Yeah, maybe that’s in bad taste given his injury last year, but when you go through that kind of nightmare and still continue to act irrationally you’re not going to get much sensitivity from me:
Seattle manager Don Wakamatsu insisted Beltre wear a cup when he came back from the injury. It didn’t last long.
wore it for a couple of days so they think I’m wearing it,” said
Beltre. “After that I stopped. At the end of the year, I was back to
But why on Earth would he go back to the hot corner without protection?
a good question,” Beltre said. “I don’t know yet. I’m going to try it
in spring training and see how it goes. I should, but it just doesn’t
seem comfortable. I tried to wear it before, but I just don’t feel
right. It just isn’t comfortable . . . They say I’m crazy not to wear the cup. But I say, if the ball’s going
to hit me there every 11 1/2 years, I’ll take my chances.”
Show of hands: how many of you would take a traumatic testicle injury every decade or so in exchange for being a tad more comfortable on a day to day basis?
With last Wednesday’s start against the Yankees, Mariners hurler Hisashi Iwakuma pushed his 2016 innings total up to 2016. That clears the 162-inning hurdle for his 2017 option to vest at $14 million. However, as Steve Adams of MLB Trade Rumors reports, the language in Iwakuma’s contract also stipulates that the right-hander finish the season without suffering a specific injury.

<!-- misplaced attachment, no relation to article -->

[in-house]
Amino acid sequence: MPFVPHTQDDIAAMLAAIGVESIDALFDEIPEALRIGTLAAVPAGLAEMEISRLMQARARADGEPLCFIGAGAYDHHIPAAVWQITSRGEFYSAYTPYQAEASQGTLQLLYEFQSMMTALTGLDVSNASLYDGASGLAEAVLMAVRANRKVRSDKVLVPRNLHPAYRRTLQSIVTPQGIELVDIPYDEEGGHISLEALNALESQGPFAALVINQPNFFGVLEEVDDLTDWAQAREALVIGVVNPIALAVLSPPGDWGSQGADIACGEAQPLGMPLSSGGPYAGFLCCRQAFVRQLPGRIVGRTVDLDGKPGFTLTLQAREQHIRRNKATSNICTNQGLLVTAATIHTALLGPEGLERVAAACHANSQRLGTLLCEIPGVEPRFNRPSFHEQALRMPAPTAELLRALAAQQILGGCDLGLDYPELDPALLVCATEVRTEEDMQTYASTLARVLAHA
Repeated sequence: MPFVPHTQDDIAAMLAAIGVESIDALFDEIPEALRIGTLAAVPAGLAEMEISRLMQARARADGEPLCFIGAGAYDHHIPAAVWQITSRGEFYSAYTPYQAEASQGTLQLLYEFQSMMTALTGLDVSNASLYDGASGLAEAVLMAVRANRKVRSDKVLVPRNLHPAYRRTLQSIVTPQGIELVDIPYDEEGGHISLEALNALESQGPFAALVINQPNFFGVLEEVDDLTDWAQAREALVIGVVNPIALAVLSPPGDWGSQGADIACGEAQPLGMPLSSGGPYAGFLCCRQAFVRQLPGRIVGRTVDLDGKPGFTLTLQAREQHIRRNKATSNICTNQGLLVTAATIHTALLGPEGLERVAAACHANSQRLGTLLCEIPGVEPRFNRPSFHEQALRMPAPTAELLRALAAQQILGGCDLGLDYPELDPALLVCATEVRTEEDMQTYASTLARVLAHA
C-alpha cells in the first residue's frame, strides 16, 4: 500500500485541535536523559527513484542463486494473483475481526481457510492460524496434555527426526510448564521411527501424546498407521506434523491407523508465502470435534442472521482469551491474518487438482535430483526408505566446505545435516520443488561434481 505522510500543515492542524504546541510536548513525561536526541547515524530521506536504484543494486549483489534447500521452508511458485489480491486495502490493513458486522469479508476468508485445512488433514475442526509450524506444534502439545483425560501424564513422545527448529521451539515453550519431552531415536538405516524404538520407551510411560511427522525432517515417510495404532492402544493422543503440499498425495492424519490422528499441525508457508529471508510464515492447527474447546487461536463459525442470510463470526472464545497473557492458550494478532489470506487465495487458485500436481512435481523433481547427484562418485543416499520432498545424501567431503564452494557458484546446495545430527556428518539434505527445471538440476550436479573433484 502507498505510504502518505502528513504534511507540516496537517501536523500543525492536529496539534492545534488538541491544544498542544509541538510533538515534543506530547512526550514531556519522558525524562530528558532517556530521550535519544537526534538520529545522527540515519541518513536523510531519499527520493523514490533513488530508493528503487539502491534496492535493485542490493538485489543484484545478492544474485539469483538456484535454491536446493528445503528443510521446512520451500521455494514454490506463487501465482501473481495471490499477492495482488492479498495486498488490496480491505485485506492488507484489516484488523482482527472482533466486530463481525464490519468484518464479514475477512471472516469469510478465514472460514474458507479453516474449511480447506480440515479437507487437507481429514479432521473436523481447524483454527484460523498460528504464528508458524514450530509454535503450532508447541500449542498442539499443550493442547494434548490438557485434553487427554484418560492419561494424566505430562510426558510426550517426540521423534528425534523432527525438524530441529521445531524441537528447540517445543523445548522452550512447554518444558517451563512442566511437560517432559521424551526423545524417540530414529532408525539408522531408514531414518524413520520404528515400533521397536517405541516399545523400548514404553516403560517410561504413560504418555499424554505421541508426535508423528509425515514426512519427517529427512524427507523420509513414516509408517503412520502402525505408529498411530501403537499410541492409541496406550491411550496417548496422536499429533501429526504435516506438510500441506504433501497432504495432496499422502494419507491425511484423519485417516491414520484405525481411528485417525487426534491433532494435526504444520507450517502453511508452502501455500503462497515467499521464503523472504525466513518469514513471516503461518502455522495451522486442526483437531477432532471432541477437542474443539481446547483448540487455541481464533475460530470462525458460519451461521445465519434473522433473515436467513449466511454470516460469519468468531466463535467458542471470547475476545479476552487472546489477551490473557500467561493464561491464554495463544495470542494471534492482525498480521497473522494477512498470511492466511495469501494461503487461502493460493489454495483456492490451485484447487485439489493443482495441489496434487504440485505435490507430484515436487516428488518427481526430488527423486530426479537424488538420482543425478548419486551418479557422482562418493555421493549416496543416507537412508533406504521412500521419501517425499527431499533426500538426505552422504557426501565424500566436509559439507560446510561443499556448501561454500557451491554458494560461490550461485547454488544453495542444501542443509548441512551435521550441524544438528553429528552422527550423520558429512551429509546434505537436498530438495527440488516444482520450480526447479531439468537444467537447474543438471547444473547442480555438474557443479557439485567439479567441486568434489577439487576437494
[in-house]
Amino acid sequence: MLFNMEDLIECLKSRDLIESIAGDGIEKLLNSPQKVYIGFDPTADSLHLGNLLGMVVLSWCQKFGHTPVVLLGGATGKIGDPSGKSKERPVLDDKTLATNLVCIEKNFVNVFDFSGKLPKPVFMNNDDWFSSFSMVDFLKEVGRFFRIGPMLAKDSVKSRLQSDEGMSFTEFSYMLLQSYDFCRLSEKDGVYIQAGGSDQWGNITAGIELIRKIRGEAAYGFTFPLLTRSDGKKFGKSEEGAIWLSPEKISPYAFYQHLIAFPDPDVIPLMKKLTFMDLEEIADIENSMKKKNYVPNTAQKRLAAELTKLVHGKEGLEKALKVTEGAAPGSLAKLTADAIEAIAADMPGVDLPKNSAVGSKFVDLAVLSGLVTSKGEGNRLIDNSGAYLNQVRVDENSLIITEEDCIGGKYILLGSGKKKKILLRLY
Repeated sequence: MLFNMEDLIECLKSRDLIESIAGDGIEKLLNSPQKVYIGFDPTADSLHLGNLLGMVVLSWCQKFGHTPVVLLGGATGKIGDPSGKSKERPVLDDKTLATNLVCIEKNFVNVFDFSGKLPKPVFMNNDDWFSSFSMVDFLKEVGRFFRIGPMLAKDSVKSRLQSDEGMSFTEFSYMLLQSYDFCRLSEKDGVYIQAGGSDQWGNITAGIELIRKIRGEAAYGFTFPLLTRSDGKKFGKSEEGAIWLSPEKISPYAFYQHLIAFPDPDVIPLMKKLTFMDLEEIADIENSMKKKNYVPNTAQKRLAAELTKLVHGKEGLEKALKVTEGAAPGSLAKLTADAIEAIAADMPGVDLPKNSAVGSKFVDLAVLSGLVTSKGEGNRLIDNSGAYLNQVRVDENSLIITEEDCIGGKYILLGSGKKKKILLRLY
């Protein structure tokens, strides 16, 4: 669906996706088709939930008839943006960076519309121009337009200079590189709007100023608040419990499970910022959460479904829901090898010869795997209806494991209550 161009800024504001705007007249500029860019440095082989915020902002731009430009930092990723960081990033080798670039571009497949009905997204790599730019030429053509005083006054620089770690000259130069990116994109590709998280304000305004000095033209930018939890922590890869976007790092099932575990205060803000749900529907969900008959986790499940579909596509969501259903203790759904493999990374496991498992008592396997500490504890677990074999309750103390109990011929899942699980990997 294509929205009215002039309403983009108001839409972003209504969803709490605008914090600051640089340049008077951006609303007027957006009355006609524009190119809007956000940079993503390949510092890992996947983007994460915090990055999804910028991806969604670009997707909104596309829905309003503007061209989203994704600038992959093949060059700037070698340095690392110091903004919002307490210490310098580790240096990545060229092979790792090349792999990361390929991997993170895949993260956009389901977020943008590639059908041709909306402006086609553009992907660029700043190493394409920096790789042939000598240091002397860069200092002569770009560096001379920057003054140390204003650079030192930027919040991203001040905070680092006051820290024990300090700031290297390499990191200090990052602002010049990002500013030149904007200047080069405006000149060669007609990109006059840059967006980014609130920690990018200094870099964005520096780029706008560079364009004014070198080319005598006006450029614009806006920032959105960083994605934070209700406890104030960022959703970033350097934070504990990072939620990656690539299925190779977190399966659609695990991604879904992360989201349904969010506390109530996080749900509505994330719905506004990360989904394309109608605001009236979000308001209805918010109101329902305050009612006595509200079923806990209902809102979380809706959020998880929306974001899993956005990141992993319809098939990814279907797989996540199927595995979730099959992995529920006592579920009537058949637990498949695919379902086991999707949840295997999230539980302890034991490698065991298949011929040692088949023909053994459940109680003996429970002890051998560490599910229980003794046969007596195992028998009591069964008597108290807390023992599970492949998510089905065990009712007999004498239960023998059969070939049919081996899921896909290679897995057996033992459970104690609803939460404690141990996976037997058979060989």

Iwakuma, 35, was in agreement with the Dodgers on a three-year contract back in December but failed the physical, which nullified the deal. He ended up signing with the Mariners on a one-year, $12 million deal with a full no-trade clause and club options for 2017 and ’18 that vest at specific inning thresholds (162 each or 324 for both seasons).
This season, Iwakuma has stayed healthy, making 26 starts to the tune of a 14-9 record, a 3.81 ERA and a 118/36 K/BB ratio in 163 innings.
Marlins outfielder Ichiro Suzuki deposited a single to left-center field in the fourth inning of Monday night’s game against the Mets, then added a double to center field in the eighth. Those mark hits No. 3,010 and 3,011 for Suzuki in his major league career, tying and then moving past Wade Boggs for sole possession of 27th on baseball’s all-time hits list.
Suzuki would come around to score on a double by Xavier Scruggs to break a scoreless tie in the eighth.
Here’s the video of Ichiro’s first hit.
By the end of the season, Suzuki will have presumably moved ahead of Rafael Palmeiro (26th; 3,020) and Lou Brock (25th; 3,023).
Suzuki was 2-for-4 after the double. With baseball’s fifth month nearly complete, the 42-year-old is currently batting .298/.371/.373.